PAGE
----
Thanks to this effective little religious creep-fest, Judge David Johnson knows now that tall Eastern European men with mullets and black trench coats are not to be trusted.
Everyone has their demons.
Adapted from the novel by Frank Peretti of the same name, The Visitation offers up a surprisingly intense experience, drenched in demons, jump scares, child abuse, resurrected zombie dogs, false messiahs, and creepy old women. And would you believe it's a Christian film?
Facts of the Case
Travis Jordan (Martin Donovan, Saved!) is a man without a semblance of purpose. Once a well-known minister in the small town of Antioch, Travis abandoned his faith after his wife was brutally murdered. Unwilling to believe in a benevolent God anymore, he withdrew from the church and pursued a life of intoxication and atheism. When his beloved dog Max passes away, despite the efforts from the attractive new veterinarian Morgan Elliot (Kelly Lynch, The Jacket), Travis sinks even lower into his despair.
But then strange things start happening in Antioch. Morgan's rebellious teenage son hijacks the church van for a keg run, gets into an accident, and then sees three mysterious men in black in the middle of the road. These same men keep popping up elsewhere in town, delivering cryptic forewarnings to townsfolk, repeatedly saying "He's coming." Finally, Travis is shocked to find Max, very much alive and un-buried. All of this coincides with miraculous, electrically-charged healings taking place at the local Catholic Church, visions of Christ in the sky and on walls, and the sudden appearance of a young man claiming to be a messianic figure. Perhaps the Messianic Figure?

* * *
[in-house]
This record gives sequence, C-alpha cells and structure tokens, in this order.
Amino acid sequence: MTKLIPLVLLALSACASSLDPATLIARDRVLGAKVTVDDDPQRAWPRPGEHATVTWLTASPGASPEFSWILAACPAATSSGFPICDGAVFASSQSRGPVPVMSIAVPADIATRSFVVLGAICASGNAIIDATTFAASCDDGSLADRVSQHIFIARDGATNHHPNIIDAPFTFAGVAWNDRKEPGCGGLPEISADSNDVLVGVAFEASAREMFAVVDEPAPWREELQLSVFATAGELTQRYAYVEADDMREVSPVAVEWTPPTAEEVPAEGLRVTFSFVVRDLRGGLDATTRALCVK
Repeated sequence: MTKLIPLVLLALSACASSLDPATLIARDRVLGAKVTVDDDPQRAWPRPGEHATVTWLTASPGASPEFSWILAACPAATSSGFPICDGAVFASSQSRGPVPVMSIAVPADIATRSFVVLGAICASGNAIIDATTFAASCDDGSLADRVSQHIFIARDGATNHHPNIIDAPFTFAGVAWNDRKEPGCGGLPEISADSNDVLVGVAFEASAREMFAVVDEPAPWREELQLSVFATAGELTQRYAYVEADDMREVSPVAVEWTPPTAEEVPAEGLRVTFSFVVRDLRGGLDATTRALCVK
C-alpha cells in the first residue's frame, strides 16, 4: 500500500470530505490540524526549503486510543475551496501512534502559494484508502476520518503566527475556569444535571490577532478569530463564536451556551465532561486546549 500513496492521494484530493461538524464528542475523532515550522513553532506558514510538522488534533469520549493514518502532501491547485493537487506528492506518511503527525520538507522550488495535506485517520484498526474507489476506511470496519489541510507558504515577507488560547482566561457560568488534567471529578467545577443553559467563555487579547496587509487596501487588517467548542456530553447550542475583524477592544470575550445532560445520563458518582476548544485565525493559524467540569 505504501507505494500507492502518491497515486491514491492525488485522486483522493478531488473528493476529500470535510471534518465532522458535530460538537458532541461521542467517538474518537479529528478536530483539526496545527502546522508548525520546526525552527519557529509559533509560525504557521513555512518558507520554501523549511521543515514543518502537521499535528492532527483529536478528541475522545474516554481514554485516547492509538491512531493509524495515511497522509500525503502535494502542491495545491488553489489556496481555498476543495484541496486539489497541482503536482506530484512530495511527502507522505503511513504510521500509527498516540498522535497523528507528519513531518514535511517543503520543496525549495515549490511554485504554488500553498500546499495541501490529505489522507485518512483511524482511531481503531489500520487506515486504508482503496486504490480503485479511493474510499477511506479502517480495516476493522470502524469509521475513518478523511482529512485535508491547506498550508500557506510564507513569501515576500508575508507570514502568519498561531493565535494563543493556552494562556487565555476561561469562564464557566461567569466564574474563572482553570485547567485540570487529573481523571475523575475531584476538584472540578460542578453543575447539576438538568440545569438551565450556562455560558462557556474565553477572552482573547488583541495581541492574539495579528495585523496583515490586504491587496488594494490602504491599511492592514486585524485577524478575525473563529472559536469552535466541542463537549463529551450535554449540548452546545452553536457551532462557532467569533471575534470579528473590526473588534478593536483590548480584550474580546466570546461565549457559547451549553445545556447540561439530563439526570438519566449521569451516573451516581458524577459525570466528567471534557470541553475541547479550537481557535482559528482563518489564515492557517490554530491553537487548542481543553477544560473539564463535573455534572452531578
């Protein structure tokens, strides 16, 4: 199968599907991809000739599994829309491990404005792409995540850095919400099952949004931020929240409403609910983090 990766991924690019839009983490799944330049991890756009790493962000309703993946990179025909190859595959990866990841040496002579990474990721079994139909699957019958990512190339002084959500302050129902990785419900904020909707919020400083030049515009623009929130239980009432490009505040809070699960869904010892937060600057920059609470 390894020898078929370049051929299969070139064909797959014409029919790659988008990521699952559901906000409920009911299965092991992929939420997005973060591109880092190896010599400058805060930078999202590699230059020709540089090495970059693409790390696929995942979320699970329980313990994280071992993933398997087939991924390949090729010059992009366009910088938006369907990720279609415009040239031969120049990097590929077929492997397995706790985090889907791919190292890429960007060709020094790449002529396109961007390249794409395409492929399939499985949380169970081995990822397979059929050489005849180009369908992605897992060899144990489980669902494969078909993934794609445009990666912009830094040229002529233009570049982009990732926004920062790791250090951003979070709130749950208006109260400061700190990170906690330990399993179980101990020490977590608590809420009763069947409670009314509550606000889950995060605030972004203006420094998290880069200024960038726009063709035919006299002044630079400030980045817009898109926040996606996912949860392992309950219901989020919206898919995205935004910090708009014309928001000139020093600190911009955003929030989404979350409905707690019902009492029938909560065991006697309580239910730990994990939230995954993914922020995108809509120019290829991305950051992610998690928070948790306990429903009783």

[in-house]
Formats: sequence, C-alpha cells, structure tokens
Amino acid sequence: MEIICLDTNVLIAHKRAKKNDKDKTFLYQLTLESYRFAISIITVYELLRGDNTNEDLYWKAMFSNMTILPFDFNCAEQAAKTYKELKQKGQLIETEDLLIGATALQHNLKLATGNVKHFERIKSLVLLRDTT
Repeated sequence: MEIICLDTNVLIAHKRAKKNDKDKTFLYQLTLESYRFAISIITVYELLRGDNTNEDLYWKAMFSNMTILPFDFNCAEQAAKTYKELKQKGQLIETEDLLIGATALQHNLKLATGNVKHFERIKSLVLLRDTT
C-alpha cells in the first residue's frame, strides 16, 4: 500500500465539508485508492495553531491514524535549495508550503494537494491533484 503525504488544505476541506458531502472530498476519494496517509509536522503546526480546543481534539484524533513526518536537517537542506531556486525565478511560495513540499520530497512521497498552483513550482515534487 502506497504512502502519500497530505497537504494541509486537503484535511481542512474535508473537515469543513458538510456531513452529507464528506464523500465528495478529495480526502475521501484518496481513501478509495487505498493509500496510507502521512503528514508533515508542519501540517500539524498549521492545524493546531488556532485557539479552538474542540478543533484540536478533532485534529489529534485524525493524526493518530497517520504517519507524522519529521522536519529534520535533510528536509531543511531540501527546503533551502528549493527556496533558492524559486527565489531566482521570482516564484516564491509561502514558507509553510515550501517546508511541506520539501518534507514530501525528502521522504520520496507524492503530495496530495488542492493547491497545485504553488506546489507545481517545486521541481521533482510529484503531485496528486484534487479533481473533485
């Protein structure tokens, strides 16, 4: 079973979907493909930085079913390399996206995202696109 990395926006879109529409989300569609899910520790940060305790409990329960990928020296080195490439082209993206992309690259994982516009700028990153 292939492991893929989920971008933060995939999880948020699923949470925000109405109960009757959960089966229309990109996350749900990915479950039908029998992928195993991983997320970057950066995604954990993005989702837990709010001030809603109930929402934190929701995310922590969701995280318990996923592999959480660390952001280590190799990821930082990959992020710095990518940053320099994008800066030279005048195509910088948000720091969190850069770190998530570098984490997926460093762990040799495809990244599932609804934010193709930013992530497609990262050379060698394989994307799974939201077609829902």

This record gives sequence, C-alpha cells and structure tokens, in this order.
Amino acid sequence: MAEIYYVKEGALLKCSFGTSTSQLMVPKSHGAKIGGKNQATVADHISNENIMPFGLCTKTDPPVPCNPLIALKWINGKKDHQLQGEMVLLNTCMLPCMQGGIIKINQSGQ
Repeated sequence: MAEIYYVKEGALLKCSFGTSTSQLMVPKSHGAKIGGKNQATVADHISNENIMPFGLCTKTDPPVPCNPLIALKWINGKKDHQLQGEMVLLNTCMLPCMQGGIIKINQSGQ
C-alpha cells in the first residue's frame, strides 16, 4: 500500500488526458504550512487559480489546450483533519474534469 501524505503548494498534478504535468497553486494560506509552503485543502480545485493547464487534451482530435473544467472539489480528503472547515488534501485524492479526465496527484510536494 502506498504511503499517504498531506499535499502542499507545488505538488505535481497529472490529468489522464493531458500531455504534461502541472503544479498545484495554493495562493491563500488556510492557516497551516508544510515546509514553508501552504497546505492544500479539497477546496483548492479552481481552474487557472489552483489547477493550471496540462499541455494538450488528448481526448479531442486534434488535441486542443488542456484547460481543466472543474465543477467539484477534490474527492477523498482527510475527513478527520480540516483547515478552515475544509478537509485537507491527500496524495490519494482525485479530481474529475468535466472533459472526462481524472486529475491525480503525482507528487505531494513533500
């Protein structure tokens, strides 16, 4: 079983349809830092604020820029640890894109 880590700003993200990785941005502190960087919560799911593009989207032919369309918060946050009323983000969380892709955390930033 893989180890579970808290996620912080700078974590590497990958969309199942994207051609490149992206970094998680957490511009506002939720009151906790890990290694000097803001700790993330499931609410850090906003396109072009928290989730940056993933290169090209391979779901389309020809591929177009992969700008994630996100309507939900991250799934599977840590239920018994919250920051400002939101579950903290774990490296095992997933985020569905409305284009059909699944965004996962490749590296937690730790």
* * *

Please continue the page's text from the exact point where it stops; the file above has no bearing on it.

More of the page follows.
That man is Brandon Nichols (Edward Furlong, Terminator 2), a soft-spoken farm-boy who begins to hold old-fashioned tent revivals. Drawn by his perceived power to heal, people show up in droves to the meetings, eager to reach out their hand and taste this man's power.
But Travis, Morgan, and Pentecostal preacher Kyle Sherman (Randy Travis) have their doubts about Brandon. Are his miracles genuine gifts from the Divine…or are they sourced from some other dark place?
Frank Peretti is a popular writer of Christian fiction. His works primarily deal with the supernatural, demons, angels, all that fun stuff. Having never read one of his books, and being a Christian myself, I was interested in this film, to the extent of a) would it be any good ad b) what's the "preachy level." I came away surprised. Though there are certainly Christian overtones, it is far from didactic. And, best of all, The Visitation is actually a pretty capable thriller.
Let's tackle the second surprise first. Director Robby Henson has a good sense of what makes a thriller tick, and though he sometimes wanders into the realm of overproduction and contrivance, The Visitation proves to be well-paced and stylized, and a deft exercise in plot progression. There are loads of secrets embedded in the story, and the film staggers the revelations well, right up to the end where an authentically disturbing finale gives us the final piece of the puzzle. Along the way, Henson calls a lot of textbook plays in PG-13 pseudo-horror, utilizing many music-cued jump scenes, shadows darting back and forth, mysterious people appearing out of nowhere, unsettling imagery, and the always dependable "demonic old lady who walks weird."
Being a film based on a Christian novel—and a translation that presumably preserves the theological touchstones—The Visitation drips with religious atmosphere. It is very dark, very demonic, and filmed in a sweaty, claustrophobic style. As such, I think fans of religious horror would in turn be surprised by the effectiveness of The Visitation.